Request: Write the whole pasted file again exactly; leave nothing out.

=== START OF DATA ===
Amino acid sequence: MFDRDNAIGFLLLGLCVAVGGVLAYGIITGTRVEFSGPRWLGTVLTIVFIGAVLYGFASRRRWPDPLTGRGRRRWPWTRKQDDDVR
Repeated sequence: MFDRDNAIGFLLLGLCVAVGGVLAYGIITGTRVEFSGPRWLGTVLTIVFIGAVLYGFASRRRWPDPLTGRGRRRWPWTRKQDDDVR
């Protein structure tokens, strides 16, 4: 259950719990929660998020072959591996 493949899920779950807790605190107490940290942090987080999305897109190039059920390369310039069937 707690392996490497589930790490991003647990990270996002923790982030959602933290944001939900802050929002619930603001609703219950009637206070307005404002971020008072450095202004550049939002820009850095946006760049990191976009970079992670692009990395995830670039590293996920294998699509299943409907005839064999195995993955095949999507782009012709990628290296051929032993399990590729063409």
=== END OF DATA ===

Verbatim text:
Amino acid sequence: MFDRDNAIGFLLLGLCVAVGGVLAYGIITGTRVEFSGPRWLGTVLTIVFIGAVLYGFASRRRWPDPLTGRGRRRWPWTRKQDDDVR
Repeated sequence: MFDRDNAIGFLLLGLCVAVGGVLAYGIITGTRVEFSGPRWLGTVLTIVFIGAVLYGFASRRRWPDPLTGRGRRRWPWTRKQDDDVR
């Protein structure tokens, strides 16, 4: 259950719990929660998020072959591996 493949899920779950807790605190107490940290942090987080999305897109190039059920390369310039069937 707690392996490497589930790490991003647990990270996002923790982030959602933290944001939900802050929002619930603001609703219950009637206070307005404002971020008072450095202004550049939002820009850095946006760049990191976009970079992670692009990395995830670039590293996920294998699509299943409907005839064999195995993955095949999507782009012709990628290296051929032993399990590729063409």